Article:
Part of our 18 days of Tesseracts, “Mom and Mother Teresa” by Candas Jane Dorsey was published in Tesseracts 9 and plays with religion in a comedic–and yet still poignant–way. I’m chatting with Candas about her story here as we each take turns talking about the story.
By Jerome Stueart and Candas Jane Dorsey
Jerome: I’m revisiting “Mom and Mother Teresa” in Tesseracts 9 and laughing. In the story, the narrator’s mother is often asking for more time with her daughter, specifically lifts to this place or that place, and her ear in order to complain about her life. It’s too much for the narrator. But into the mom’s house walks Mother Teresa and the story takes a left turn, as her home becomes HQ for Mother Teresa’s simple plan to do the most good with all these things the Mom already has. In Dorsey’s story, Mother Teresa helps everyone take seriously the things we all believe but in ways we don’t push ourselves to actually do. It’s like Pope Francis—actually taking seriously the Church’s stance on the poor, the needy, and ridding himself of extravagance—coming to America and telling Congress and Christians here that they need to, um, actually make the poor and the needy their priority.
Candas Jane Dorsey’s story is absurdist humour, an imaginative take on the appearance of a Real Religion, and a Real Religious Figure, in your fiction. What would you do if Mother Teresa stopped by? If she asked you what you were doing with all that ROOM in your house—a place that she can house 25 orphans, women with children, and single men, as well as a few nuns—what would you do?
There’s a playful fantasy here that floats just under the surface. Because it’s written at breakneck speed, and Mother Teresa’s actions are narrated like movements on the battlefield, we don’t take the story as a serious look into the real Mother Teresa. In this, Mother Teresa is a fantasy character—and she works much like Mary Poppins or elves do in a story. She alters the lives of everyone around her with something akin to narrative magic. She persuades you to do right and through her indefatiguable righteous labour—like a bulldozer—she transforms the mother into a nun whether she wants it or not.
I’m reminded of Bilbo Baggins at the beginning of the Hobbit, being overrun with dwarves for supper, with not even a hello to Bilbo or asking permission. They just help themselves as if his house is theirs. He is at the mercy of a whirlwind of dwarves, just as this mother is at the mercy of Mother Teresa and her nuns and the orphans and the, and the, and the…as they keep coming.
How does writing about Mother Teresa’s very serious work become absurd? How can Mother Teresa seem so much like a punishment on this mother—and, yet, we’re laughing?
Candas: Thanks for the kind words, Jerome! I had fun writing the story, which is not always true with comedic writing–it can be just as much like giving birth to alphabet blocks as any other kind of writing, but in this case I enjoyed coming up with new stuff with which to push the envelope of absurdity–and yet, as you say, how un-absurd it is, if you think about it.
First thing to notice is that the story is deliberately sited in time after Mother Teresa’s death. So that there is no ambiguity about this being fantasy. I put the date in to make sure that was clear.
The story came in part from something that happened to my partner and I while we were having a residency at the Leighton Colony at the Banff Centre. It’s a creative community that encompasses all the arts, and there was a filmmaker there who showed a film she had made about Mother Teresa. She had made it in and around other films she had been making. Whenever she was around Mother Teresa she went with a camera and did some filming. If I recall correctly, the filmmaker wasn’t particularly a Catholic but had become deeply intrigued by Teresa’s work and the controversies and image-making that surrounded her. So, this film (which I can’t track down on the Interwebz at the moment).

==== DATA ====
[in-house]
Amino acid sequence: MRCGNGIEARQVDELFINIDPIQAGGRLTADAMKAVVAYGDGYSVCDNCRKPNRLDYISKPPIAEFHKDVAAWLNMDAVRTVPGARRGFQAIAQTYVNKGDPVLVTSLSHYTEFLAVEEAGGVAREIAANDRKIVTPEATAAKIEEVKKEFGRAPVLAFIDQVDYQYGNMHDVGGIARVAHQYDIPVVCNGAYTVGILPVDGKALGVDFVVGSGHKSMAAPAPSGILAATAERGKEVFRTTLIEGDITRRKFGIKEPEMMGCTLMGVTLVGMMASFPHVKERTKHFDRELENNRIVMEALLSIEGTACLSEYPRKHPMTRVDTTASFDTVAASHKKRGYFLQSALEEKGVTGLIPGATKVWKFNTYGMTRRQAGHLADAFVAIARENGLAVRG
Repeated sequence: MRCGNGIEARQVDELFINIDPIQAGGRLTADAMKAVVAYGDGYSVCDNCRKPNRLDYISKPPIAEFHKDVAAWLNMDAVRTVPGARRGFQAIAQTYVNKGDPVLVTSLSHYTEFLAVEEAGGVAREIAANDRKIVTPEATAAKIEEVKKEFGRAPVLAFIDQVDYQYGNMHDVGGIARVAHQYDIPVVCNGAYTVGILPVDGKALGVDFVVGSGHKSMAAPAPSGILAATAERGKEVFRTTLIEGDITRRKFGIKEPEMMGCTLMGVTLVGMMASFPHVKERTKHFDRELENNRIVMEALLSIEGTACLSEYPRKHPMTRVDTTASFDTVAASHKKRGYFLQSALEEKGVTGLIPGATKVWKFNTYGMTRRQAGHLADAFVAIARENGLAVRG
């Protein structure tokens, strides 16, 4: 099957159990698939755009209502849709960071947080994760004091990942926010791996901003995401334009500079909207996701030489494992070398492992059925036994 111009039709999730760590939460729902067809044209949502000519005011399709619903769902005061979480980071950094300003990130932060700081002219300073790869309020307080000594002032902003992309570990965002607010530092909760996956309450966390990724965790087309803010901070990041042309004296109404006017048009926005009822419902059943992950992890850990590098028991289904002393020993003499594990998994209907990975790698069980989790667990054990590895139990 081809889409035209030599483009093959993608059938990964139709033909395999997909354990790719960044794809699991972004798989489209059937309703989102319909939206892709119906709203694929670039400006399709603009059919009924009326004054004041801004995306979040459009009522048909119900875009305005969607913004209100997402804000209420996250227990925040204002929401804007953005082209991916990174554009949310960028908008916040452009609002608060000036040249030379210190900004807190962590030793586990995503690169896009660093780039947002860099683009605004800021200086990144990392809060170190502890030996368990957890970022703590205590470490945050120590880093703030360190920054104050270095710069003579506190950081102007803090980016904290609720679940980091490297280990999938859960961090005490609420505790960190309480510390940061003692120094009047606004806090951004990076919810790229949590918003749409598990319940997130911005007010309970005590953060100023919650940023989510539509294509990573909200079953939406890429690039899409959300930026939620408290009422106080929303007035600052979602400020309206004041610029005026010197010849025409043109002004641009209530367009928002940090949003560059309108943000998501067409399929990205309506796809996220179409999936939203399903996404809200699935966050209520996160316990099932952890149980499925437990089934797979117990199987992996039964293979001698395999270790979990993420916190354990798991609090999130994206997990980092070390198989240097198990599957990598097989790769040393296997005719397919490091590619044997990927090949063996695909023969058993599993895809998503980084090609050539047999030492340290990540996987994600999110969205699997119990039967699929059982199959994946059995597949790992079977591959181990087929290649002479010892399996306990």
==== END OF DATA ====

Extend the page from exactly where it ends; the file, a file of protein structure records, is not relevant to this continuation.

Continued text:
The thing that was striking about Teresa in this film was that she was extremely single-minded. She looked at what was there to be done and she did the next thing. She was almost simple about it: Here are orphans in danger. God will help us get them out of danger. We will put them somewhere safe. That’s all there is to it. The film shows many other settings but the orphans were multi-disability kids abandoned in an orphanage in a Middle East war zone, perhaps Gaza, that was being shelled–their caregivers had fled. She walked into the military area and demanded trucks. They said, “There might not be a ceasefire tomorrow.” She said, “There will be.” When the religious leader tried to override her she simply said that Jesus wouldn’t settle for anything less than doing the right thing. The filmmaker and cameraman went with her to the orphanage. Their first shot was the only shot all day, because Mother Teresa picked up a child from a crib and handed it to the cameraman with the equivalent of, “Here, do something useful for a change”, and so they helped all day to transport the orphans to a safe new place. The striking moment came at the end of the day. The camera was reclaimed and was focussed on Mother Teresa at a crib soothing a terrified, agitated, profoundly handicapped child. She spent about five minutes and he calmed under her imperatively soothing touch. Then her gaze moved to the bedframe. What she saw she didn’t like, so she picked up a cleaning rag and cleaned it. Right then, no waiting, no commentary. It was an amazing moment that acted as a metaphor for that kind of work. What you see in front of you that needs doing, you must do. That’s all. Not even just Christianity, though that was her spiritual home, and in many ways she also was a Christian mystic. But the lesson is ecumenical. Just do what is right and should be done to help others and don’t be selfish.
Driving back home we discussed this moment a lot. Compared with that kind of direct, effective intervention, the kind of complaints we and others around us were making seemed trivial. We wondered what Mother Teresa would say or do if she turned up at our door or at the door of some others we knew. When I got home I wrote this piece. While I took some elements from real people, and had some sly personal fun with that, the story is not really personal and the narrator is certainly not me–she submits much more gracefully than I would! But there is in it a kernel of hope that it will move people to see the need in front of them, and what they can do to help.
In my mind Mother Teresa is not, in this story, primarily a religious figure denoting a particular Christianity, but a symbol that helps deride hypocrisy in a hegemonically-Christian world (if that doesn’t sound too lit-crit and precious!) But it’s also satire. So it’s OK to laugh a lot at the jokes, too.